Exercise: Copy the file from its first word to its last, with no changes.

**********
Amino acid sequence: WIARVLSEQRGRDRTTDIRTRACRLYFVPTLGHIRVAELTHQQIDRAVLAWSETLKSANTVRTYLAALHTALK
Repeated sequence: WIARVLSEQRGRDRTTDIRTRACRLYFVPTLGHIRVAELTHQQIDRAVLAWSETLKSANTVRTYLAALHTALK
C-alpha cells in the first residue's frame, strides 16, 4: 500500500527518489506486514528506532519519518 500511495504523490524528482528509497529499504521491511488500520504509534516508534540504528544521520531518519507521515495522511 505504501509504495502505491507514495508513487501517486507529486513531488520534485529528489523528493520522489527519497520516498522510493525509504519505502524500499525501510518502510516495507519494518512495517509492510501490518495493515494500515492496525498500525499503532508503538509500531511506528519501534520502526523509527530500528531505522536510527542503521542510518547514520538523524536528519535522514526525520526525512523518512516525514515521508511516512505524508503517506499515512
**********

Amino acid sequence: WIARVLSEQRGRDRTTDIRTRACRLYFVPTLGHIRVAELTHQQIDRAVLAWSETLKSANTVRTYLAALHTALK
Repeated sequence: WIARVLSEQRGRDRTTDIRTRACRLYFVPTLGHIRVAELTHQQIDRAVLAWSETLKSANTVRTYLAALHTALK
C-alpha cells in the first residue's frame, strides 16, 4: 500500500527518489506486514528506532519519518 500511495504523490524528482528509497529499504521491511488500520504509534516508534540504528544521520531518519507521515495522511 505504501509504495502505491507514495508513487501517486507529486513531488520534485529528489523528493520522489527519497520516498522510493525509504519505502524500499525501510518502510516495507519494518512495517509492510501490518495493515494500515492496525498500525499503532508503538509500531511506528519501534520502526523509527530500528531505522536510527542503521542510518547514520538523524536528519535522514526525520526525512523518512516525514515521508511516512505524508503517506499515512